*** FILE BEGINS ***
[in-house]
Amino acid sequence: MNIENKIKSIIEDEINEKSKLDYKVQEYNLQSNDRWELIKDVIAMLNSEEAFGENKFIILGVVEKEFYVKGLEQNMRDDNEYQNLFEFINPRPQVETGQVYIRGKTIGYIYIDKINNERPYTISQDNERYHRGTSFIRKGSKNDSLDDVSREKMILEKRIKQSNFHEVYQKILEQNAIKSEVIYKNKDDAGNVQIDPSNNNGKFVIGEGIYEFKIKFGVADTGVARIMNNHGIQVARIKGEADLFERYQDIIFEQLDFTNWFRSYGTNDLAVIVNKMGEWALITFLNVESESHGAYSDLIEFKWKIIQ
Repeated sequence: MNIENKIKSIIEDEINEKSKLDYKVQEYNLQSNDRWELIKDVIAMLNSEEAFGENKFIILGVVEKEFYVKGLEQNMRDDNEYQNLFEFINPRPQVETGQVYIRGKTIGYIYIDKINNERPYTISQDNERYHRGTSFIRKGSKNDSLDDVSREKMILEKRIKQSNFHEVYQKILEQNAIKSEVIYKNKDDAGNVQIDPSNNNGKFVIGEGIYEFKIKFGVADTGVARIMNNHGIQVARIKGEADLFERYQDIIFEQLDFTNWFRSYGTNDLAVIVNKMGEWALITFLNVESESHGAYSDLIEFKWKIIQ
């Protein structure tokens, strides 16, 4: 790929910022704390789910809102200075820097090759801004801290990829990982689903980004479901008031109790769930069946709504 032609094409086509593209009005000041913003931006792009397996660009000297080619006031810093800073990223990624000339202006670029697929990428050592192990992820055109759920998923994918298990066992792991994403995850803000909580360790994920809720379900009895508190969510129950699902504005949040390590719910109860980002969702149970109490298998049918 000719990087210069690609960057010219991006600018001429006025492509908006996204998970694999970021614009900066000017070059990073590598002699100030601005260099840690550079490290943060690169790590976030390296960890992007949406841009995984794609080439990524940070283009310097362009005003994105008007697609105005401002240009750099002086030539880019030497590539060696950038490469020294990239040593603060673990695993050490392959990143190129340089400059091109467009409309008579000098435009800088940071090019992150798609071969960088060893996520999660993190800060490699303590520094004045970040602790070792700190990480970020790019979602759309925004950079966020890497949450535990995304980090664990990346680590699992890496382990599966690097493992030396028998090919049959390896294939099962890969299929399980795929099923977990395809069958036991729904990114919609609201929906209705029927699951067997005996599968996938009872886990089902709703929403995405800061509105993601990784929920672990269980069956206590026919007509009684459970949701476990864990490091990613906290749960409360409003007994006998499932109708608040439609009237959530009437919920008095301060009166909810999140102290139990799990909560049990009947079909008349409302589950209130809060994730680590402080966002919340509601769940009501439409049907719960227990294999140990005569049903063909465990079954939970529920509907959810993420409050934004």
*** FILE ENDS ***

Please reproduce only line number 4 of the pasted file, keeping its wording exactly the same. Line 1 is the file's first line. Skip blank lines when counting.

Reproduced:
């Protein structure tokens, strides 16, 4: 790929910022704390789910809102200075820097090759801004801290990829990982689903980004479901008031109790769930069946709504 032609094409086509593209009005000041913003931006792009397996660009000297080619006031810093800073990223990624000339202006670029697929990428050592192990992820055109759920998923994918298990066992792991994403995850803000909580360790994920809720379900009895508190969510129950699902504005949040390590719910109860980002969702149970109490298998049918 000719990087210069690609960057010219991006600018001429006025492509908006996204998970694999970021614009900066000017070059990073590598002699100030601005260099840690550079490290943060690169790590976030390296960890992007949406841009995984794609080439990524940070283009310097362009005003994105008007697609105005401002240009750099002086030539880019030497590539060696950038490469020294990239040593603060673990695993050490392959990143190129340089400059091109467009409309008579000098435009800088940071090019992150798609071969960088060893996520999660993190800060490699303590520094004045970040602790070792700190990480970020790019979602759309925004950079966020890497949450535990995304980090664990990346680590699992890496382990599966690097493992030396028998090919049959390896294939099962890969299929399980795929099923977990395809069958036991729904990114919609609201929906209705029927699951067997005996599968996938009872886990089902709703929403995405800061509105993601990784929920672990269980069956206590026919007509009684459970949701476990864990490091990613906290749960409360409003007994006998499932109708608040439609009237959530009437919920008095301060009166909810999140102290139990799990909560049990009947079909008349409302589950209130809060994730680590402080966002919340509601769940009501439409049907719960227990294999140990005569049903063909465990079954939970529920509907959810993420409050934004």